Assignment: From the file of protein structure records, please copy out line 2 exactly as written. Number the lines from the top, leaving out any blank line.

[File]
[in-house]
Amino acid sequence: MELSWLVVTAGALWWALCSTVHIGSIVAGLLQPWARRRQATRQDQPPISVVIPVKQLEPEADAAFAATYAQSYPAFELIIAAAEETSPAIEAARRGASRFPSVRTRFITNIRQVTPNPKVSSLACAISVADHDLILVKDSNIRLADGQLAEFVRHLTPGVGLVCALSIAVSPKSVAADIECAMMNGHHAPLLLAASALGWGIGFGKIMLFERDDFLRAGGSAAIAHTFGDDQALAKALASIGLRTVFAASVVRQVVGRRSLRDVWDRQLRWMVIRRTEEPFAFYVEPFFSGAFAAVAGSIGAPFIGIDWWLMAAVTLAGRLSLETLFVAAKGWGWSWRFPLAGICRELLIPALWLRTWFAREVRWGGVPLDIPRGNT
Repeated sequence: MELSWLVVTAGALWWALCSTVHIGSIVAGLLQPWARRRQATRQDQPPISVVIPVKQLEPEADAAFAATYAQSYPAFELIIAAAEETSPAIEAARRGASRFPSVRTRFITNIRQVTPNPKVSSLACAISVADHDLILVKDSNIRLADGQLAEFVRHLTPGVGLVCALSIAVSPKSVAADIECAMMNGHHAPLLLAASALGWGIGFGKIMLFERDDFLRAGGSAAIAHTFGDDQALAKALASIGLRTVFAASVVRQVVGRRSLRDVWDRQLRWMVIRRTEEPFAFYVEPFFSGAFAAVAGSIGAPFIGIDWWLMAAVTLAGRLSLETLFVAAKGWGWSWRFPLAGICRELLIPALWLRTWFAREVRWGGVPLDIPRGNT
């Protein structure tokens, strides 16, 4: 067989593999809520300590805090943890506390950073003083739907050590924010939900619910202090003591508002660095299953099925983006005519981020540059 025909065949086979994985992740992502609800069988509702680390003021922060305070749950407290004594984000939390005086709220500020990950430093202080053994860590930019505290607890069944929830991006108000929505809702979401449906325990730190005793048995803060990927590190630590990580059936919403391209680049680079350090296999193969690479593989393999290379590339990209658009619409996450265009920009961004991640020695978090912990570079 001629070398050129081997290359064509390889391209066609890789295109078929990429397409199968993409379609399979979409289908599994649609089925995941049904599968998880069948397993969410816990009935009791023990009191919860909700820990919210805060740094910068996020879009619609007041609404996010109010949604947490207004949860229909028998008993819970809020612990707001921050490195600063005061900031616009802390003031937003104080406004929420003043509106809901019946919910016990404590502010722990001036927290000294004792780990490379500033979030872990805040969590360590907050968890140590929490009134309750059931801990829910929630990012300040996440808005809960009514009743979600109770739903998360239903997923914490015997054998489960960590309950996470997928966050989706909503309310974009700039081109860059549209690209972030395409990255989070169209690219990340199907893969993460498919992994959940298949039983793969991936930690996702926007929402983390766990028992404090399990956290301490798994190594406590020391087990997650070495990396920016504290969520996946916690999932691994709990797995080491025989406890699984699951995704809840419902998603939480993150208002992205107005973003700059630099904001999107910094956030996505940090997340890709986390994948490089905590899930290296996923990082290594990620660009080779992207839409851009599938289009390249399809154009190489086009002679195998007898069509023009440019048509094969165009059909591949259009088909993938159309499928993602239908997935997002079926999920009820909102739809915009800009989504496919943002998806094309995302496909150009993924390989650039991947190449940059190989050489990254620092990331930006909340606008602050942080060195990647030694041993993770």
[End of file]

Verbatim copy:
Amino acid sequence: MELSWLVVTAGALWWALCSTVHIGSIVAGLLQPWARRRQATRQDQPPISVVIPVKQLEPEADAAFAATYAQSYPAFELIIAAAEETSPAIEAARRGASRFPSVRTRFITNIRQVTPNPKVSSLACAISVADHDLILVKDSNIRLADGQLAEFVRHLTPGVGLVCALSIAVSPKSVAADIECAMMNGHHAPLLLAASALGWGIGFGKIMLFERDDFLRAGGSAAIAHTFGDDQALAKALASIGLRTVFAASVVRQVVGRRSLRDVWDRQLRWMVIRRTEEPFAFYVEPFFSGAFAAVAGSIGAPFIGIDWWLMAAVTLAGRLSLETLFVAAKGWGWSWRFPLAGICRELLIPALWLRTWFAREVRWGGVPLDIPRGNT